‘The most successful auctioneers manage to remain themselves in the rostrum. Easier said than done!’
I caught the auction bug when I was seven years old. 365体育备用网址Every weekend my father took me to the local salerooms of the Drouot auction house. I was fascinated by this other world — by the Proustian atmosphere, messy, full of charm and discoveries. I would watch the auctioneer up there selling books, wine, furniture, pictures. I relished the theatricality of it all.
My first recollection of a work of art was at the same age — and I walked on it. I will never forget the astonishing project of Christo365体育备用网址, who had wrapped up the Pont Neuf in Paris. It was the first time I saw his work, and the first time I set eyes on that bridge. Christo’s radical and poetic approach in revealing something while hiding it astounded me.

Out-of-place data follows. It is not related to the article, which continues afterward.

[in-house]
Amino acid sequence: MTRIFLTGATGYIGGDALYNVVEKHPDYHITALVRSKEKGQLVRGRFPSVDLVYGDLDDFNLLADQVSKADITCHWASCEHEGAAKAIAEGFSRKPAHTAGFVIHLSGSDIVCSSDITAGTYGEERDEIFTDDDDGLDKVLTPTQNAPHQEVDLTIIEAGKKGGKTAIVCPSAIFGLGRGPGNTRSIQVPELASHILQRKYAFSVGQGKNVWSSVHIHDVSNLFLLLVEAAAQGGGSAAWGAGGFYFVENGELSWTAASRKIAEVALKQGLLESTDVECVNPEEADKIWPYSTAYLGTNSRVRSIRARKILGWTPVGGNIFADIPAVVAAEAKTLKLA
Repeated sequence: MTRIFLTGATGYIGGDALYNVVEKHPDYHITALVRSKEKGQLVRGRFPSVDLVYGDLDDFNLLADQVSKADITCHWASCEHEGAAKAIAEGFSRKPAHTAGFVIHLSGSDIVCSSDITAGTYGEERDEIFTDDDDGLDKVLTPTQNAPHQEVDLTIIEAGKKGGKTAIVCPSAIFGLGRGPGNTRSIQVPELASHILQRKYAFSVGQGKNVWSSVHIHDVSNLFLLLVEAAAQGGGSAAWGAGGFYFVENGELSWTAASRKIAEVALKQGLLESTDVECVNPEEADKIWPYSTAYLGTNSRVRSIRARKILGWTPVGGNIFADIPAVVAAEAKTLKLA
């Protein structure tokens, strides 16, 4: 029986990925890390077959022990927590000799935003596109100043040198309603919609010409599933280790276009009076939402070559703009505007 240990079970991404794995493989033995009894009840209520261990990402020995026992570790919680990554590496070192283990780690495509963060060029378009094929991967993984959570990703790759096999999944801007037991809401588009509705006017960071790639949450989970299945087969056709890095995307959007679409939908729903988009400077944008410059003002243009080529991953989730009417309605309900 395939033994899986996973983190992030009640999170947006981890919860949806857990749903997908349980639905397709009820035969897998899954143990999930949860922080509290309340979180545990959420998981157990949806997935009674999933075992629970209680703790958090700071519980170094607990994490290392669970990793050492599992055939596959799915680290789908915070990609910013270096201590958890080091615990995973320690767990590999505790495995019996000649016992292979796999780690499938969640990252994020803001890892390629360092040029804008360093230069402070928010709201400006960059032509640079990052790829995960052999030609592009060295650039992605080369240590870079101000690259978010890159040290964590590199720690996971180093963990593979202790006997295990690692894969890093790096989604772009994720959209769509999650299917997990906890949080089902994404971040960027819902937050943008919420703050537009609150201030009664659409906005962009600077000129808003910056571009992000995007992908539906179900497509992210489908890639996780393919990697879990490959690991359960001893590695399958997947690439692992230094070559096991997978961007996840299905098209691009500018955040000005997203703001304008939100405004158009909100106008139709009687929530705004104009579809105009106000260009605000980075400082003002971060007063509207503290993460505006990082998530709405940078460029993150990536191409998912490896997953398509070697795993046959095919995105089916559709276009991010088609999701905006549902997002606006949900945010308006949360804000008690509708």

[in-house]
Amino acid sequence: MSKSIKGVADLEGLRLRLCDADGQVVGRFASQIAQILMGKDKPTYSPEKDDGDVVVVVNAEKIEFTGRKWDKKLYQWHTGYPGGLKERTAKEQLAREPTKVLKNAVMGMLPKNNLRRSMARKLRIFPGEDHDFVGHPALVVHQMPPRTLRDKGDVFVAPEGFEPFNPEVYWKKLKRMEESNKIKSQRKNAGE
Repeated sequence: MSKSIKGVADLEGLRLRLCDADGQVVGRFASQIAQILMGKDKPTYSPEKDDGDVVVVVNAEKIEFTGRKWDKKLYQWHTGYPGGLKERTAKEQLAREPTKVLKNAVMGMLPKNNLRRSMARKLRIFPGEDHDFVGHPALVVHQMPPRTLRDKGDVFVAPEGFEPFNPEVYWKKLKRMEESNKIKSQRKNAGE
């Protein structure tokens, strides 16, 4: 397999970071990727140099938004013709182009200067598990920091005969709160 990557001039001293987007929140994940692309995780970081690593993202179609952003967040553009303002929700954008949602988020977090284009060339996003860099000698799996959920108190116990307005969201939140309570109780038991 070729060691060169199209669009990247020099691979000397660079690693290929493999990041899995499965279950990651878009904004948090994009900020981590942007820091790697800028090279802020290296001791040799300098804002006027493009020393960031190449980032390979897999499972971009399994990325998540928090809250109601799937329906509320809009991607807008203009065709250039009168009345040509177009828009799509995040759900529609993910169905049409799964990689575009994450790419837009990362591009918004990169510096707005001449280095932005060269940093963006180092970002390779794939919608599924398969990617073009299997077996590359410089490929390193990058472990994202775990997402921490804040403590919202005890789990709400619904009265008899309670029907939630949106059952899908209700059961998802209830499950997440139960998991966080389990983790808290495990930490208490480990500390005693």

Auctioneers live with the unexpected. 365体育备用网址Until proceedings begin, you have no clue how the room will respond, how a particular painting will fare. That’s exactly why I get a kick out of it. And when you think that the sale of a single lot — an event that is over and done with in a matter of seconds — might be the culmination of months and sometimes years of work, that is a rewarding part of the job. I guess the most successful auctioneers manage to remain themselves in the rostrum. Easier said than done!
Why do we have art at all? 365体育备用网址The interesting paradox is this: art is anything but a necessity, yet we all need it in our lives. We are all drawn to beauty, one way or another, and art is a way for humankind to create hope. It elevates us to a plane where we find meaning. As Duchamp said, it is the viewer who gives the meaning to the picture.